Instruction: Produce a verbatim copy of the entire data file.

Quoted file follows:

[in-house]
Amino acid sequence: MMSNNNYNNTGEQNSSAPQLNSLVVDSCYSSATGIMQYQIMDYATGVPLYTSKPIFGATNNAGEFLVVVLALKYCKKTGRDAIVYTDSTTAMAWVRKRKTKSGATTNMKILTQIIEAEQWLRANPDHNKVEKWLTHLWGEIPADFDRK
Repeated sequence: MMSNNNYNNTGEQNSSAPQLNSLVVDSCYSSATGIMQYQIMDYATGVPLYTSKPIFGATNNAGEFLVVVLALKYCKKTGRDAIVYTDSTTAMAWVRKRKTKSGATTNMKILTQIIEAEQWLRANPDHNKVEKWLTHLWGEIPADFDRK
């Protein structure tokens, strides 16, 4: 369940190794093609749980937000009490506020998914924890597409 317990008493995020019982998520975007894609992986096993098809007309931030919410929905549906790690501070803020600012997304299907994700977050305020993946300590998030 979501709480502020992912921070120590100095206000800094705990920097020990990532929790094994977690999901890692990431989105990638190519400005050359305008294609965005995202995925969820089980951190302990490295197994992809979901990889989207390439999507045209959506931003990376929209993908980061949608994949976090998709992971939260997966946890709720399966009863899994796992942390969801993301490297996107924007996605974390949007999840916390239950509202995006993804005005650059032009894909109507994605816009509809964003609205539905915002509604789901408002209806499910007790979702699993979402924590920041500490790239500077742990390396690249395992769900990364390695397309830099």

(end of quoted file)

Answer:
[in-house]
Amino acid sequence: MMSNNNYNNTGEQNSSAPQLNSLVVDSCYSSATGIMQYQIMDYATGVPLYTSKPIFGATNNAGEFLVVVLALKYCKKTGRDAIVYTDSTTAMAWVRKRKTKSGATTNMKILTQIIEAEQWLRANPDHNKVEKWLTHLWGEIPADFDRK
Repeated sequence: MMSNNNYNNTGEQNSSAPQLNSLVVDSCYSSATGIMQYQIMDYATGVPLYTSKPIFGATNNAGEFLVVVLALKYCKKTGRDAIVYTDSTTAMAWVRKRKTKSGATTNMKILTQIIEAEQWLRANPDHNKVEKWLTHLWGEIPADFDRK
């Protein structure tokens, strides 16, 4: 369940190794093609749980937000009490506020998914924890597409 317990008493995020019982998520975007894609992986096993098809007309931030919410929905549906790690501070803020600012997304299907994700977050305020993946300590998030 979501709480502020992912921070120590100095206000800094705990920097020990990532929790094994977690999901890692990431989105990638190519400005050359305008294609965005995202995925969820089980951190302990490295197994992809979901990889989207390439999507045209959506931003990376929209993908980061949608994949976090998709992971939260997966946890709720399966009863899994796992942390969801993301490297996107924007996605974390949007999840916390239950509202995006993804005005650059032009894909109507994605816009509809964003609205539905915002509604789901408002209806499910007790979702699993979402924590920041500490790239500077742990390396690249395992769900990364390695397309830099």